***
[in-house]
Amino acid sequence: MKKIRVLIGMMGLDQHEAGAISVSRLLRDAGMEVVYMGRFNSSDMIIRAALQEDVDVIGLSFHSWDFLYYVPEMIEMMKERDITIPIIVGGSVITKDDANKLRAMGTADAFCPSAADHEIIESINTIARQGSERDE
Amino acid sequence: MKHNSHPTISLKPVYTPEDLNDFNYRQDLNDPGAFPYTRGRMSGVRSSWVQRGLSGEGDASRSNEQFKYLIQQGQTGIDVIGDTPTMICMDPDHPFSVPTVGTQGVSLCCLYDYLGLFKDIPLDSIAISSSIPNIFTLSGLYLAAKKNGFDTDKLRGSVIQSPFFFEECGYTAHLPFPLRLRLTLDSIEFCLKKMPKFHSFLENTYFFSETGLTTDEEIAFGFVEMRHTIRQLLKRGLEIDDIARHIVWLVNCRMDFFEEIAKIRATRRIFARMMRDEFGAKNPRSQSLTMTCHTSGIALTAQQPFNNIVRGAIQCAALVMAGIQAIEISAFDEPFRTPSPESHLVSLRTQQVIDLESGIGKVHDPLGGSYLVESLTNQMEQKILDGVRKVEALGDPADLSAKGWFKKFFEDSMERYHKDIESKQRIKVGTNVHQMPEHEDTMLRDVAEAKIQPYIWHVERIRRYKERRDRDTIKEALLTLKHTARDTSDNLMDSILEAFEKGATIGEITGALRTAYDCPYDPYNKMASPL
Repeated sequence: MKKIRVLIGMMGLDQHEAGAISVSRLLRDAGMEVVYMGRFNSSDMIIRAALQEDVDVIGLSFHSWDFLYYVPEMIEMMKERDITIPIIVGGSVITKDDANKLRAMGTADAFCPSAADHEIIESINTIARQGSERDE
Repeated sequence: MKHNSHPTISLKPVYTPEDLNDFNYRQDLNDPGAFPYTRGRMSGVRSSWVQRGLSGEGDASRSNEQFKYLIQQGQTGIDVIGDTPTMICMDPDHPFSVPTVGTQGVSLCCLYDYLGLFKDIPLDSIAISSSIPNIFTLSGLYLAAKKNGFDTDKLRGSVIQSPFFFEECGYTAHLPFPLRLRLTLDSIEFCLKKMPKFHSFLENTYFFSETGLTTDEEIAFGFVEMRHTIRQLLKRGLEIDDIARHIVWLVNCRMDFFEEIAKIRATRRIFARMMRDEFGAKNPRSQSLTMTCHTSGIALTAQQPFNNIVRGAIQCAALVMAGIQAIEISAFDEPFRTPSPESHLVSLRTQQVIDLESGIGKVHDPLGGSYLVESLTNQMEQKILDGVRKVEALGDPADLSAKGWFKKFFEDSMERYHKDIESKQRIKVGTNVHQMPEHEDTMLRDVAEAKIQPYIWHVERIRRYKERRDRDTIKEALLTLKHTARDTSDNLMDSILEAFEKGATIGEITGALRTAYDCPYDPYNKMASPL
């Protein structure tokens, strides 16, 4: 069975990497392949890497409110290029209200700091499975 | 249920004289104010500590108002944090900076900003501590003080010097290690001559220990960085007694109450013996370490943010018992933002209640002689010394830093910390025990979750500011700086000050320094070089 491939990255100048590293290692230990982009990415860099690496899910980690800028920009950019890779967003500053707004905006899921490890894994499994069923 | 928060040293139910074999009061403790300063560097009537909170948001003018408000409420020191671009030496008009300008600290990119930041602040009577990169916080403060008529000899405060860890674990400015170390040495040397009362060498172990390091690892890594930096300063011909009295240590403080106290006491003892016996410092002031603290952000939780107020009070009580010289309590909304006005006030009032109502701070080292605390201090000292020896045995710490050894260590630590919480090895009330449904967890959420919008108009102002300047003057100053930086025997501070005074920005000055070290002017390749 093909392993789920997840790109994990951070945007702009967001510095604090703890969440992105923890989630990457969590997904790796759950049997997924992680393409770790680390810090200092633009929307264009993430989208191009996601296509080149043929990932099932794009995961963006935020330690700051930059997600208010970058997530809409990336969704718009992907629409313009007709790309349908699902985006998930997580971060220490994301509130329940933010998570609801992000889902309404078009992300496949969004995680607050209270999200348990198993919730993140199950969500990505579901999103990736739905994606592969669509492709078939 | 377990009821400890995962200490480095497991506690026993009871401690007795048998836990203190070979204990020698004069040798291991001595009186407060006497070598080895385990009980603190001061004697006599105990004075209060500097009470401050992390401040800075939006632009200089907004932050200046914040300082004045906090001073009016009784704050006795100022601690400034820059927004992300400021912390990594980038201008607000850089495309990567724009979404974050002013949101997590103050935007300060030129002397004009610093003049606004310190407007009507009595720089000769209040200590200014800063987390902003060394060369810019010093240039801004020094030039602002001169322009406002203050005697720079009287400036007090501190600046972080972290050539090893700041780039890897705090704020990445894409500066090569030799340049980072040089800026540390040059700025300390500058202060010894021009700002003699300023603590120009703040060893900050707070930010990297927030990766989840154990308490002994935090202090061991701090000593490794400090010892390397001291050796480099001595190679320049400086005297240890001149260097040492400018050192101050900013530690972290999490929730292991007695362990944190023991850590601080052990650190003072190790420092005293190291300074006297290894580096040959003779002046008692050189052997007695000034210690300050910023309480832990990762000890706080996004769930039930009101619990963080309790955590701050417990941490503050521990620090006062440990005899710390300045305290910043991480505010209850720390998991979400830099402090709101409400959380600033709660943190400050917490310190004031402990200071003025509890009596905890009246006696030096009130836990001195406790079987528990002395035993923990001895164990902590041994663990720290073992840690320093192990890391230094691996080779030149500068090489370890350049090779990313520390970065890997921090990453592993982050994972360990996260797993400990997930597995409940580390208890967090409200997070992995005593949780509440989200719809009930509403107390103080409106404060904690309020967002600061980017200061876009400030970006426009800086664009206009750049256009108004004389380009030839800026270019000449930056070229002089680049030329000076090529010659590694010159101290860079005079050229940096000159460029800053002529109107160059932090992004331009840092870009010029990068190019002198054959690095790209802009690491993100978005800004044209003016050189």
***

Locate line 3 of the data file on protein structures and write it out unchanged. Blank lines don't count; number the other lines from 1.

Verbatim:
Amino acid sequence: MKHNSHPTISLKPVYTPEDLNDFNYRQDLNDPGAFPYTRGRMSGVRSSWVQRGLSGEGDASRSNEQFKYLIQQGQTGIDVIGDTPTMICMDPDHPFSVPTVGTQGVSLCCLYDYLGLFKDIPLDSIAISSSIPNIFTLSGLYLAAKKNGFDTDKLRGSVIQSPFFFEECGYTAHLPFPLRLRLTLDSIEFCLKKMPKFHSFLENTYFFSETGLTTDEEIAFGFVEMRHTIRQLLKRGLEIDDIARHIVWLVNCRMDFFEEIAKIRATRRIFARMMRDEFGAKNPRSQSLTMTCHTSGIALTAQQPFNNIVRGAIQCAALVMAGIQAIEISAFDEPFRTPSPESHLVSLRTQQVIDLESGIGKVHDPLGGSYLVESLTNQMEQKILDGVRKVEALGDPADLSAKGWFKKFFEDSMERYHKDIESKQRIKVGTNVHQMPEHEDTMLRDVAEAKIQPYIWHVERIRRYKERRDRDTIKEALLTLKHTARDTSDNLMDSILEAFEKGATIGEITGALRTAYDCPYDPYNKMASPL